When Pepsi had display contests for its route salesmen, Mick had to win. And he did.
When they stayed in hotels, Mick had to have a suite. When Corvette turned 50, he had to buy the anniversary edition, surprising Wendi with the cherry red sports car, tied up in a big bow.
Their $300,000 house tripled in cost to nearly $1 million because Mick wanted everything to be perfect, no matter how many times Wendi told him she didn’t need a fancy house.
It wasn’t about status for Mick, she says. He didn’t care about that. It was about living life to its fullest.
A childhood friend spoke at his celebration of life.
“Mick didn’t live a short life,” he said, “because he packed two days into every one.”
It made Wendi smile, and it was so true.
But looking back, she can accept that his drive and exuberance, his non-stop striving, sometimes went beyond the bonds of normal. The highs so high, the lows so low. Although to her it had just been “Mick being Mick.”
After he died, a counselor told her he’d probably been bipolar.
“The counselor said, ‘That was in Mick’s blood, you couldn’t do anything.’”
Wendi didn't want to live anymore.
She didn’t contemplate suicide, she didn’t want to leave her kids, but she just couldn’t wait until her own death so she could be with Mick again.
She could feel a literal ache in her heart and all she wanted to do was sleep. Simple things like putting clean sheets on the bed took too much energy.
Mick had never talked about suicide, but he talked a lot about his failures, about feeling like he’d let Wendi and the kids down. How can you love me, he’d ask. I won’t blame you if you leave me.
Don’t be silly, Wendi would tell him and wrap him up in a hug. She encouraged him to declare bankruptcy. If he was too proud, they’d start over somewhere else.
He wouldn’t consider it.
“Those last two nights he slept all night,” Wendi says. “I think he’d decided.”
After he was gone, she was diagnosed with PTSD, major depression, seasonal affective disorder.
It took years before she felt like she was going to be OK, longer still to be truly happy.
“I am no longer ashamed of my mental struggles but proud I sought help and overcame them.”
She learned it’s OK to ask for help, OK to get help, that anyone can fall under depression’s spell.
“Everyone thought Mick had it all, but when you’re suffering, all you can see and feel are dark clouds.”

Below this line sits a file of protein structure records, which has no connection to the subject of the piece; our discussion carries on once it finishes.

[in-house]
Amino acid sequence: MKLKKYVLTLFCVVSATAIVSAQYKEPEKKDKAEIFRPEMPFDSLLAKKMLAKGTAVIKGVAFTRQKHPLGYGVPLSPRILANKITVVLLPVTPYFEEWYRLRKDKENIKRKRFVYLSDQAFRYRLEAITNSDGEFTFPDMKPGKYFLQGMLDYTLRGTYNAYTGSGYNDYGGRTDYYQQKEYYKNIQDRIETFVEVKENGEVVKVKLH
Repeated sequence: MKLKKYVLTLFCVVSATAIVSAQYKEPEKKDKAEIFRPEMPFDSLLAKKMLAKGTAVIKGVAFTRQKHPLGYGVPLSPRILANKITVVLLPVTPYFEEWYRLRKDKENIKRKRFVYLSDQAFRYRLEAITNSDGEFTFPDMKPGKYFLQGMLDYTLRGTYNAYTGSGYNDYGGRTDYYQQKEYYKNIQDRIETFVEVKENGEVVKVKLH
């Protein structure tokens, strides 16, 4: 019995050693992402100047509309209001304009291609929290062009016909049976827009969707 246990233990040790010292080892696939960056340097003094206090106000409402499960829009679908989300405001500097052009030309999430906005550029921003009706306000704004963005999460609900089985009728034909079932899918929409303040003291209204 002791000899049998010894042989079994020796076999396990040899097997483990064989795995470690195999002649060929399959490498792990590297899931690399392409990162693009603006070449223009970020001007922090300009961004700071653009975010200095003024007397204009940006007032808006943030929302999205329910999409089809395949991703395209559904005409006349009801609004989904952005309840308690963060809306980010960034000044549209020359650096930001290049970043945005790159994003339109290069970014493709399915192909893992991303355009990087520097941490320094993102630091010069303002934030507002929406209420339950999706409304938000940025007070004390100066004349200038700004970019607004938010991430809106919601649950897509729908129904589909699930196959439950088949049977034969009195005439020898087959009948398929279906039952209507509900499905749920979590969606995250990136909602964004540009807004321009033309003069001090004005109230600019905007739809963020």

Wendi knew her husband was suffering.
She just didn’t know how much.
The day Mick’s body was found in Kansas, she logged onto his email. A message had arrived that morning from a daily Christian meditation site that he subscribed to. The scripture for Sept. 14, 2006, was from Song of Solomon: Love is stronger than death...
It didn’t feel like a coincidence.
The entire verse is inscribed on Mick’s mausoleum, the one she’ll one day share with him.
A few months after Mick died, police arrested a U-Stop employee and charged him with embezzlement, alleging he’d stolen tens of thousands from three stores Mick had owned, including the West O Street store.
Mick’s business partners took over the U-Stops. The store under construction at 84th and Old Cheney opened with a car wash and a new name and a memorial to the man with big dreams -- a stone cut in the shape of Nebraska, Mick’s face on a plaque in front of a waterfall. They called it “Mandl Springs.”
Wendi sold the home they’d built and bought a small townhouse in 2007, where she still lives. She has five grandchildren -- a sixth due in the spring -- and is engaged to a man who understands the place Mick holds in her heart.
It’s a new chapter, she says.
The Lincoln lottery winners -- christened the Lucky Eight by the media -- emerged with $15.5 million each after taxes.
Two of them stopped in at the store that first year, distributing $100 bills to employees and $40 to guests at the nearby People’s City Mission.
Mick had been glad for their good fortune.
It was a happy time, Wendi says.
“We went the day they were presented the check at The Cornhusker. Mick told their attorney, ‘All I want is a picture of all of us in front of the store, and I think they owe me a beer.’”
His widow doesn’t sounds bitter or wistful 10 years later, simply matter-of-fact when she says that time ran out before either of those things came to pass.